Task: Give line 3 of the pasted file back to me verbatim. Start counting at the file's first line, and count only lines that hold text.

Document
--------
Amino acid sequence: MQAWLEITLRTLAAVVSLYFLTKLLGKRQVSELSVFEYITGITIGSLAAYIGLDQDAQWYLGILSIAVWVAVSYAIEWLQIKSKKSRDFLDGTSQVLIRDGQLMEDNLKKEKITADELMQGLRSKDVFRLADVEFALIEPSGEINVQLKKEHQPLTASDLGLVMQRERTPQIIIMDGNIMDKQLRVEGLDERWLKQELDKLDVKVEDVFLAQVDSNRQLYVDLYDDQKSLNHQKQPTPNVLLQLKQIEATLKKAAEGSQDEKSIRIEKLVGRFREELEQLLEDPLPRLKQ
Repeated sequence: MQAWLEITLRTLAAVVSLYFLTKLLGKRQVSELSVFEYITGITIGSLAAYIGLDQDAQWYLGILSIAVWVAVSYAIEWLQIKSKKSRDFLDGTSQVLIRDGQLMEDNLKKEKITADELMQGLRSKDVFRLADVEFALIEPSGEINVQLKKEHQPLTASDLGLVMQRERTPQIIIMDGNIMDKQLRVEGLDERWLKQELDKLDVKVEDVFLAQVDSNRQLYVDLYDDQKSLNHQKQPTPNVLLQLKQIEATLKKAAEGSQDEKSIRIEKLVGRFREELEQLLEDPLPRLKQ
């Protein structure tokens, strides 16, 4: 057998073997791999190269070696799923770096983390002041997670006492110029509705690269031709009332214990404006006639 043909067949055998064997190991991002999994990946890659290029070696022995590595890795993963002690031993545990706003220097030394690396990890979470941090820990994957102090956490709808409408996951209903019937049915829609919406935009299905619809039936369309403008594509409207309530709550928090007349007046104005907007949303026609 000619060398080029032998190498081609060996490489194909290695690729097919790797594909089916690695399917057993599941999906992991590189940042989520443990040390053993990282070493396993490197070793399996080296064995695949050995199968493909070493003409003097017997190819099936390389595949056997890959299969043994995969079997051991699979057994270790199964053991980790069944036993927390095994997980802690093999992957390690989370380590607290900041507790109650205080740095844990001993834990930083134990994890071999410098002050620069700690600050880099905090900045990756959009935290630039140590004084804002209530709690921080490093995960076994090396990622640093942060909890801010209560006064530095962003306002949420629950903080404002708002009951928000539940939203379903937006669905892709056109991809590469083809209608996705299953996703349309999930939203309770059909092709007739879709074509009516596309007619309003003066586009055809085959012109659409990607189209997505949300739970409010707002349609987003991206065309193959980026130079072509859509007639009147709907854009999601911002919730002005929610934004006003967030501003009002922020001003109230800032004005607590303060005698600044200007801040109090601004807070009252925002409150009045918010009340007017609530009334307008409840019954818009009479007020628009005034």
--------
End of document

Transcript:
């Protein structure tokens, strides 16, 4: 057998073997791999190269070696799923770096983390002041997670006492110029509705690269031709009332214990404006006639 043909067949055998064997190991991002999994990946890659290029070696022995590595890795993963002690031993545990706003220097030394690396990890979470941090820990994957102090956490709808409408996951209903019937049915829609919406935009299905619809039936369309403008594509409207309530709550928090007349007046104005907007949303026609 000619060398080029032998190498081609060996490489194909290695690729097919790797594909089916690695399917057993599941999906992991590189940042989520443990040390053993990282070493396993490197070793399996080296064995695949050995199968493909070493003409003097017997190819099936390389595949056997890959299969043994995969079997051991699979057994270790199964053991980790069944036993927390095994997980802690093999992957390690989370380590607290900041507790109650205080740095844990001993834990930083134990994890071999410098002050620069700690600050880099905090900045990756959009935290630039140590004084804002209530709690921080490093995960076994090396990622640093942060909890801010209560006064530095962003306002949420629950903080404002708002009951928000539940939203379903937006669905892709056109991809590469083809209608996705299953996703349309999930939203309770059909092709007739879709074509009516596309007619309003003066586009055809085959012109659409990607189209997505949300739970409010707002349609987003991206065309193959980026130079072509859509007639009147709907854009999601911002919730002005929610934004006003967030501003009002922020001003109230800032004005607590303060005698600044200007801040109090601004807070009252925002409150009045918010009340007017609530009334307008409840019954818009009479007020628009005034």